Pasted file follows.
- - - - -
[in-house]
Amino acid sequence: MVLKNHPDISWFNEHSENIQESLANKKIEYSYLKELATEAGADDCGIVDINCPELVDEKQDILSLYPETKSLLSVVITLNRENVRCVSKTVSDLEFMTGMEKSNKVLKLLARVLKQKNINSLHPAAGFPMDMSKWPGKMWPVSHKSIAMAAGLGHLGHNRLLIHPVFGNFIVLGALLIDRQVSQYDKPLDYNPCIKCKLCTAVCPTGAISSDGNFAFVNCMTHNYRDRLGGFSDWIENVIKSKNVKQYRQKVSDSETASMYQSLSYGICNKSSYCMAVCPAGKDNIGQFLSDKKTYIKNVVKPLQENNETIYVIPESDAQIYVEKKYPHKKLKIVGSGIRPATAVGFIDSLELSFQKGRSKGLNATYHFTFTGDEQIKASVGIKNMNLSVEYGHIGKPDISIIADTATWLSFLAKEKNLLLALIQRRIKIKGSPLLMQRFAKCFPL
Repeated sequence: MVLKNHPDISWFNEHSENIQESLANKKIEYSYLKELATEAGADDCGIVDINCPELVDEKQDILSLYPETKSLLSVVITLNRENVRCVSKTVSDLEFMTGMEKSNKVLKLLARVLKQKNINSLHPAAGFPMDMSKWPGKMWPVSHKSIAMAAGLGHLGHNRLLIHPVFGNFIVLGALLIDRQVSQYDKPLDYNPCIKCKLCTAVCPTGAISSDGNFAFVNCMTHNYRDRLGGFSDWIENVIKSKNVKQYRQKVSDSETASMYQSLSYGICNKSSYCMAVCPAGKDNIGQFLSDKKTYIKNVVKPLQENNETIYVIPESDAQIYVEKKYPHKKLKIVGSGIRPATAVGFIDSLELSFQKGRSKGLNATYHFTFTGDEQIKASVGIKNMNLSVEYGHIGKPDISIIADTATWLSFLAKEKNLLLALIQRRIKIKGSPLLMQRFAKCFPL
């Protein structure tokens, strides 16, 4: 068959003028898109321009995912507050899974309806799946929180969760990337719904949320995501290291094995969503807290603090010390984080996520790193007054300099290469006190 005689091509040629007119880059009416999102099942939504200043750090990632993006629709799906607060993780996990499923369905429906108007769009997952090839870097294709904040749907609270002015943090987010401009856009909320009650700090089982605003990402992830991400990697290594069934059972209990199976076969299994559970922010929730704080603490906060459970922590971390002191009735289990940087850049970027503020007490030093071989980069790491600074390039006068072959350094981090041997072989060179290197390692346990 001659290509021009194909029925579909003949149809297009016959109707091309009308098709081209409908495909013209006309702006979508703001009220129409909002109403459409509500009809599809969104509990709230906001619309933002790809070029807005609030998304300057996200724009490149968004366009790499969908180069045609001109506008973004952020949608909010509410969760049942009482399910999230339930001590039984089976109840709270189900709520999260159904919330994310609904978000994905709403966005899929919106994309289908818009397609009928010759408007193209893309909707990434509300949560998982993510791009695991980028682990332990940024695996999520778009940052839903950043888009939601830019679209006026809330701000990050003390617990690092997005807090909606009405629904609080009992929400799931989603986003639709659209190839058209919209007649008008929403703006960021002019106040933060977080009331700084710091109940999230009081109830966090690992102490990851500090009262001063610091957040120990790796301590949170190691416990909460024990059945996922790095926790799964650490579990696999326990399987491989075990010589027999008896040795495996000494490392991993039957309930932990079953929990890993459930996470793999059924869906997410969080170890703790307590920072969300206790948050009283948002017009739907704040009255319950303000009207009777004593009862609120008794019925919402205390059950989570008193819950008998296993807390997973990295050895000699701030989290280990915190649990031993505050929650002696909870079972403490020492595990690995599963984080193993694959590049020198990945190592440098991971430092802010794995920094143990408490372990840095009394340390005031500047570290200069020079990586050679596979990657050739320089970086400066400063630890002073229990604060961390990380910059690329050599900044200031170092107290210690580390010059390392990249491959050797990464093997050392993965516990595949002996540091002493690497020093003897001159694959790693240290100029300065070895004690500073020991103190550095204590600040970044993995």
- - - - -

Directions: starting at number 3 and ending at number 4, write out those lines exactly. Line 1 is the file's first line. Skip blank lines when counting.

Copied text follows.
Repeated sequence: MVLKNHPDISWFNEHSENIQESLANKKIEYSYLKELATEAGADDCGIVDINCPELVDEKQDILSLYPETKSLLSVVITLNRENVRCVSKTVSDLEFMTGMEKSNKVLKLLARVLKQKNINSLHPAAGFPMDMSKWPGKMWPVSHKSIAMAAGLGHLGHNRLLIHPVFGNFIVLGALLIDRQVSQYDKPLDYNPCIKCKLCTAVCPTGAISSDGNFAFVNCMTHNYRDRLGGFSDWIENVIKSKNVKQYRQKVSDSETASMYQSLSYGICNKSSYCMAVCPAGKDNIGQFLSDKKTYIKNVVKPLQENNETIYVIPESDAQIYVEKKYPHKKLKIVGSGIRPATAVGFIDSLELSFQKGRSKGLNATYHFTFTGDEQIKASVGIKNMNLSVEYGHIGKPDISIIADTATWLSFLAKEKNLLLALIQRRIKIKGSPLLMQRFAKCFPL
């Protein structure tokens, strides 16, 4: 068959003028898109321009995912507050899974309806799946929180969760990337719904949320995501290291094995969503807290603090010390984080996520790193007054300099290469006190 005689091509040629007119880059009416999102099942939504200043750090990632993006629709799906607060993780996990499923369905429906108007769009997952090839870097294709904040749907609270002015943090987010401009856009909320009650700090089982605003990402992830991400990697290594069934059972209990199976076969299994559970922010929730704080603490906060459970922590971390002191009735289990940087850049970027503020007490030093071989980069790491600074390039006068072959350094981090041997072989060179290197390692346990 001659290509021009194909029925579909003949149809297009016959109707091309009308098709081209409908495909013209006309702006979508703001009220129409909002109403459409509500009809599809969104509990709230906001619309933002790809070029807005609030998304300057996200724009490149968004366009790499969908180069045609001109506008973004952020949608909010509410969760049942009482399910999230339930001590039984089976109840709270189900709520999260159904919330994310609904978000994905709403966005899929919106994309289908818009397609009928010759408007193209893309909707990434509300949560998982993510791009695991980028682990332990940024695996999520778009940052839903950043888009939601830019679209006026809330701000990050003390617990690092997005807090909606009405629904609080009992929400799931989603986003639709659209190839058209919209007649008008929403703006960021002019106040933060977080009331700084710091109940999230009081109830966090690992102490990851500090009262001063610091957040120990790796301590949170190691416990909460024990059945996922790095926790799964650490579990696999326990399987491989075990010589027999008896040795495996000494490392991993039957309930932990079953929990890993459930996470793999059924869906997410969080170890703790307590920072969300206790948050009283948002017009739907704040009255319950303000009207009777004593009862609120008794019925919402205390059950989570008193819950008998296993807390997973990295050895000699701030989290280990915190649990031993505050929650002696909870079972403490020492595990690995599963984080193993694959590049020198990945190592440098991971430092802010794995920094143990408490372990840095009394340390005031500047570290200069020079990586050679596979990657050739320089970086400066400063630890002073229990604060961390990380910059690329050599900044200031170092107290210690580390010059390392990249491959050797990464093997050392993965516990595949002996540091002493690497020093003897001159694959790693240290100029300065070895004690500073020991103190550095204590600040970044993995």